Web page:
The concept of bisexuality has suffered from the same dilemma as that of reality. So much has been said and assumed about both, that the words symbolizing them have become more and more mechanically used, and therefore misused.—Charlotte Wolff, lecture to the South Place Ethical Society, 29 November 1977
At the December 2006 Conference of the Lesbian and Gay Psychology Section of the British Psychological Society, bisexual activist and academic Ron Fox (who is currently compiling an archive of Bisexuality Resources in Amsterdam) reported that in the late seventies, as an enthusiastic graduate student who wanted to research bisexuality, he found very few resources. “There was Charlotte Wolff and little else,” he reflected, reiterating the importance he had ascribed elsewhere to her work.1 In fact, already in the midseventies there was a heightened interest in bisexuality both in the general press and in academia. Time and Newsweek published articles on so-called bisexual chic in May 1974. Margaret Mead, having long witnessed and described (as an anthropologist) “bisexual” behavior in non-Western cultures, lamented in Redbook magazine that Western culture imposed a “straight jacket” on bisexuality.2 At around the same time, sociologists Philip [End Page 141] Blumstein and Pepper Schwartz carried out a series of interview-based studies with people who identified as bisexual.3 In View from Another Closet, Janet Bode argued that reductive dichotomous thinking that could not or would not contemplate bisexuality was at the root of the erroneous identification of the poet Sappho with “lesbianism” (from Lesbos, the island where she lived).4 The convenient disregard of the love poems Sappho dedicated to men, Bode argued, had resulted in the elision of the poet’s bisexuality from accounts of her life and work. In 1976 Maggi Rubenstein and Harriet Leve founded the San Francisco Bisexual Center.5 During the same year, Fritz Klein was developing the Klein Sexual Orientation Grid and working on his book The Bisexual Option, eventually published in 1978, a few months after Bisexuality, Wolff’s theoretical and empirical investigation.6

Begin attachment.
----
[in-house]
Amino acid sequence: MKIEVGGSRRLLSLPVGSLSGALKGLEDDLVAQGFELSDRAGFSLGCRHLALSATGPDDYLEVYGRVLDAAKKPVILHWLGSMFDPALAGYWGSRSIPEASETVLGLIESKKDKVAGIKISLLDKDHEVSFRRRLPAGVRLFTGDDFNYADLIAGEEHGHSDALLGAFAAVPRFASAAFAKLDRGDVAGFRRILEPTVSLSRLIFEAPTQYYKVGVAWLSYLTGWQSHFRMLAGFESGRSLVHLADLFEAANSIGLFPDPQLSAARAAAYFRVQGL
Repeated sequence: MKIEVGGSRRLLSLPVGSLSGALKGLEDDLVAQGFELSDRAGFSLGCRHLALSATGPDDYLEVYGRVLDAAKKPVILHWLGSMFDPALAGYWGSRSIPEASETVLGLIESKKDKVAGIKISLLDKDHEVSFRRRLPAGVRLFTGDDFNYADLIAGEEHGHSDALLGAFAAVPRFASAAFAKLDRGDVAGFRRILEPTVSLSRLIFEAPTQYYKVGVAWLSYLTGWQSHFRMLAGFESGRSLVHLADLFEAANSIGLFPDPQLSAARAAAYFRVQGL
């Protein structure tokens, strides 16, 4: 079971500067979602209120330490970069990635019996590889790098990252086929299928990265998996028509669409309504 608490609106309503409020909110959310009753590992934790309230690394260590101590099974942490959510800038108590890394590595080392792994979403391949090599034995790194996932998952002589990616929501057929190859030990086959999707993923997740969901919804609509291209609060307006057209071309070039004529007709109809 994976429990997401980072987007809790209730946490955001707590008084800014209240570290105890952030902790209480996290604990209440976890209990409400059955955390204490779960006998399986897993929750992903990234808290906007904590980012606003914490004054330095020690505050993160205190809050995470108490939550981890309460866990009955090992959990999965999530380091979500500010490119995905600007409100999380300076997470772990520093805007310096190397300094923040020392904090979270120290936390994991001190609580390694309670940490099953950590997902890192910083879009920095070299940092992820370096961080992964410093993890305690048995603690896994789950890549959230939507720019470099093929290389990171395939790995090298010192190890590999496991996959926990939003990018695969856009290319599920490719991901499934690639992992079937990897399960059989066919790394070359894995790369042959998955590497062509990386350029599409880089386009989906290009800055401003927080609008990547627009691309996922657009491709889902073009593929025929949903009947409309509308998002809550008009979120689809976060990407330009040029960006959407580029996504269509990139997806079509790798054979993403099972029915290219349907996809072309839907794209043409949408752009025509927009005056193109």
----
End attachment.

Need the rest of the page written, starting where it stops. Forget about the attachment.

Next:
Yet, pace Fox, there is no mention of Wolff’s contribution in Angelides’s A History of Bisexuality.7 Merl Storr, in her critical reader of writings on bisexuality from Freud to Kaloski, mentions Wolff only in passing, to deplore her ambiguous stance: she argues that Wolff at times seemed to conceptualize bisexuality as a mixture of “masculinity” and “femininity” rather than treating it as “a combination or co-existence of heterosexuality and homosexuality.”8 Clare Hemmings, for whom the contested territories of “masculinity” and “femininity” are central to shaping Bisexual Spaces (albeit with premises different from Wolff’s, and writing after the explosion of queer theory), acknowledges Wolff as a key figure in the mid- to late seventies’ resurgence of interest in bisexuality after the long post-Kinsey silence but does not otherwise engage with her work.9 Storr’s criticism of Wolff’s ambiguity seems justified in the light of Bisexuality’s juxtapositions, [End Page 142] contradictions, and rhetorical claims—a book declaredly rooted in phenomenology but arguably poised between the remnants of a psychoanalytic framework, phenomenology, and more traditional scientific discourse. Perhaps it is Bisexuality’s contradictions that make it difficult to contextualize within what seem to be the overarching narratives of current bi scholarship: can queer theory help to theorize bisexuality, or does it subtly operate elision under an ostensibly inclusive umbrella?10 Yet, years before any mention of “queer theory,” Wolff’s Bisexuality foreshadowed this very dilemma.11
Some recent histories and theories of bisexuality go considerably back history to discuss and deploy Sigmund Freud, Havelock Ellis, and Wilhelm Stekel as sine qua non in bisexual scholarship, whatever their “fortune” in present times, but no similar use is made of Wolff’s work.12 Yet it can be argued that it is through the book’s very tensions and contradictions as [End Page 143] well as through the debates surrounding its publication that it “speaks” to present-day social scientists and activists across three decades—about...